In order for an organisation to be successfully diverse, they need to be inclusive and that means creating a space that is safe and welcoming to all people.
Truely inclusive workplaces encourage and empower all employees to contribute. Inclusive teams feel valued and supported in their everyday work. An inclusive employer will do everything they can to ensure everyone:
- Is treated respectfully
- Feels safe and supported
- Is included and heard
Inclusion is fundamentally about individual experience and allowing everyone at work to contribute and feel part of an organisation. The CIPD webpage ‘Building Inclusive workplaces’ highlights:
“While there has been recognisable progress in diversity in recent decades, a focus on increasing diversity alone falls short of tackling the systemic challenges around workplace equality, personal bias or exclusionary culture. Hiring a diverse workforce doesn’t guarantee that every employee has the same experience or opportunities in the workplace.
Inclusion is what’s needed to give diversity real impact, and drive towards a world of work where all employees are empowered to thrive”
How to be inclusive
To be more inclusive, organisations need to understand the state of play in their business, celebrate positive practices and take action where issues are raised. Organisations need to think about employee perceptions of inclusion and consider people management practices and line management capabilities.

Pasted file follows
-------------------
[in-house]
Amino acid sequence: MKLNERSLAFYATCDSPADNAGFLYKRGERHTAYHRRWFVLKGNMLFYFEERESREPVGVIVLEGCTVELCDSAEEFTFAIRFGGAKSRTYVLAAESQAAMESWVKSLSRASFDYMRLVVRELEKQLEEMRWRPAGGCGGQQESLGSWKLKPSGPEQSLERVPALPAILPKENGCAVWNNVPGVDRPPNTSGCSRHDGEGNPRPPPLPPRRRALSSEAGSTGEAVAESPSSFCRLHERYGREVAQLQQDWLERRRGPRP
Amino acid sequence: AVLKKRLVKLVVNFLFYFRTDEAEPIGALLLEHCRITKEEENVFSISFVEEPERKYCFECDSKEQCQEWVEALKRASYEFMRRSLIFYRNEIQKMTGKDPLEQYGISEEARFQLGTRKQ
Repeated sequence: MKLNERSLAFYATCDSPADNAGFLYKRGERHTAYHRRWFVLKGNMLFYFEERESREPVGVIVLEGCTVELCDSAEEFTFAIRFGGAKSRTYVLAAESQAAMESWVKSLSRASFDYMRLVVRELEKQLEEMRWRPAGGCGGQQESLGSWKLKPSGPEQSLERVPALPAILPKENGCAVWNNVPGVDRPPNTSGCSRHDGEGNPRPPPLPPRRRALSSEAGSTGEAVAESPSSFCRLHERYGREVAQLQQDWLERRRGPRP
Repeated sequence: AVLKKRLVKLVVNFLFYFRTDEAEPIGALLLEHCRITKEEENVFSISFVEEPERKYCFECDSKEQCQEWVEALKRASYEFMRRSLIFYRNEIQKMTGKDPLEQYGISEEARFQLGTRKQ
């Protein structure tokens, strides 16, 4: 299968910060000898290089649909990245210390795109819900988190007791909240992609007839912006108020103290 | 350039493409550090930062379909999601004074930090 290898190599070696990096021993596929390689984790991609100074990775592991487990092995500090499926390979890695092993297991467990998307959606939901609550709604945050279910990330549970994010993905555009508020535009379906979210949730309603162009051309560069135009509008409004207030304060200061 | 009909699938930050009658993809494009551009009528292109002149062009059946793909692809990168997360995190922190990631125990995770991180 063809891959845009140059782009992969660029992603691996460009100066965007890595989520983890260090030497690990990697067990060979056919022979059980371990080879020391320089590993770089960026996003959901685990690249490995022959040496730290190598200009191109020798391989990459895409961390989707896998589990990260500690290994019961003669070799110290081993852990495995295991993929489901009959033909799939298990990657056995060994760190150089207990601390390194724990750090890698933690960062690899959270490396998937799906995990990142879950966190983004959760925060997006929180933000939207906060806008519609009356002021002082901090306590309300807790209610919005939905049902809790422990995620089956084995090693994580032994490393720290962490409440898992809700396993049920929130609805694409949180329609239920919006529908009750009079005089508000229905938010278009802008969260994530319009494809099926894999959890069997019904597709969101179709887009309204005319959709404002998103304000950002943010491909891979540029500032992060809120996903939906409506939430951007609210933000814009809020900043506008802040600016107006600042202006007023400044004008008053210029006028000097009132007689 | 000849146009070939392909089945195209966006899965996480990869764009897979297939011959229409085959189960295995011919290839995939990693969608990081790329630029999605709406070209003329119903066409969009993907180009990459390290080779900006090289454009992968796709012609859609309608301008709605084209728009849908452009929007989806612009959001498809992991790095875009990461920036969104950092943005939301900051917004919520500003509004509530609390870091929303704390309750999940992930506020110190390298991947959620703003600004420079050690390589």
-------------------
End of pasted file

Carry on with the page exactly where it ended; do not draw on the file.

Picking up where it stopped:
Organisations need to take targeted action, creating policy and practices that create inclusion and make all employees feel welcome, valued and respected.
CIPD (The professional body for HR and people development) have created an inclusion health checker tool to help you build an inclusive workplace. The tool asks you to select options most relevant to you situation and then tailored recommendations will be provided to improve inclusion in your organisation.
Research suggests that there are five areas where action needs to be taken:
- employee behaviour
- line manager capability
- senior leadership
- policies and wider people management practices
- organisational culture, climate and values.
Employers need to ensure jobs meaningfully contribute to the goals of the organization, but also they must offer supportive working relationships and opportunities for learning, and to lead by example with regards to having a healthy work – life balance for all.